Posts Tagged ‘wellness’

Sexual Wellness Program on Angela WWL, April 9, 2014

April 11, 2014

Angela Hill

Email: angela@wwl.com
Twitter: @AHillWWL

Angela: Help with sexual wellness is available, you just have to speak up!

by Angela Hill posted Apr 9 2014 4:22PM
Dr. Neil Baum has been a friend of “An Open Mind” ever since we started last fall, helping us understand medical issues that can affect our sex lives.

He spent a whole hour talking to WWL listeners today and pointed out that oftentimes, when it comes to sexual problems, women are suffering in silence, even though sexual dysfunction is more common in women than it is in men.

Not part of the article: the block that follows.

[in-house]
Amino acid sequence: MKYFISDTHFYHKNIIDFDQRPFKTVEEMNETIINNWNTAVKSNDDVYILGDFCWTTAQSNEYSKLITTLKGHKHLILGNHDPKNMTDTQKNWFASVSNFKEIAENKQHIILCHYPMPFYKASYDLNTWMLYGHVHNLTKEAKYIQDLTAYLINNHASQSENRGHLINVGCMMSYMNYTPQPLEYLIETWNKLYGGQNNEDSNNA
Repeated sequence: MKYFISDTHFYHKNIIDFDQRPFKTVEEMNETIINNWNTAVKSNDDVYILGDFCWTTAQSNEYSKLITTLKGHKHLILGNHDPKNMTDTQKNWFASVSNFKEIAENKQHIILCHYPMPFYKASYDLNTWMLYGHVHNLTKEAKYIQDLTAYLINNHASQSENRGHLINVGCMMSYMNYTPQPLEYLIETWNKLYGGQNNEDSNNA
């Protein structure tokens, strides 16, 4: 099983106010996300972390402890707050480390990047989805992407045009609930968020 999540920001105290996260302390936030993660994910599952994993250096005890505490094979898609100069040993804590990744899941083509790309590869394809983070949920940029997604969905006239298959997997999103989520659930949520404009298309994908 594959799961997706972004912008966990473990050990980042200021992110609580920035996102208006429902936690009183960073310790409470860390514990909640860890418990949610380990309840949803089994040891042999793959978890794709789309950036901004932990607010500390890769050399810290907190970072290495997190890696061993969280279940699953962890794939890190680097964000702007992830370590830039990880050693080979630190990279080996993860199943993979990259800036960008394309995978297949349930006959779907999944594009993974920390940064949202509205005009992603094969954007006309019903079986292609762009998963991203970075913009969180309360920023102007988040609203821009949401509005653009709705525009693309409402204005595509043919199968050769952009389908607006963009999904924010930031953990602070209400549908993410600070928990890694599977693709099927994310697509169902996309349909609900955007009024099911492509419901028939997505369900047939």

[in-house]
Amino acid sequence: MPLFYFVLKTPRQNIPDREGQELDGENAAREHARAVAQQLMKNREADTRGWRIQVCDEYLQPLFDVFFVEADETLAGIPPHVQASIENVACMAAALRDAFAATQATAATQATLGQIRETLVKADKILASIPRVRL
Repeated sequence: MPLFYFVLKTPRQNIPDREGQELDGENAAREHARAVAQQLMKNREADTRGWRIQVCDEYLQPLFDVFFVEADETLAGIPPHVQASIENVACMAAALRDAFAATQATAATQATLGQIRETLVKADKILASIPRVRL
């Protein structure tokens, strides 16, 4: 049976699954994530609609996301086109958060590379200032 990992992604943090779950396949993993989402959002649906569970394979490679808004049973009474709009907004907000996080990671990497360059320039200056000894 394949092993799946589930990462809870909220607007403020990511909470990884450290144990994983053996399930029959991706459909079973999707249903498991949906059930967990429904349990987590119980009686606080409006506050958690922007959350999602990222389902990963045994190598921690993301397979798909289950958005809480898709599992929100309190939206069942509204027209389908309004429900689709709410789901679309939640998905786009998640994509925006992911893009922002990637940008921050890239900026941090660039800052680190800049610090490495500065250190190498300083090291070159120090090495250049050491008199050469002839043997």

So what are the problems women are facing, and why can’t we speak out about it? It seems like every time you turn on the television or radio you hear an ad for a product that helps men with erectile dysfunction. Where is the help for women? Products to help women are just now starting to crack through, but haven’t gone mainstream yet.

So many men are having an open and honest dialogue with each other and their doctors, it is easy for them to speak out on these topics, but the lack of dialogue concercing female sexual dysfunction is holding women back. But it doesn’t have to be that way!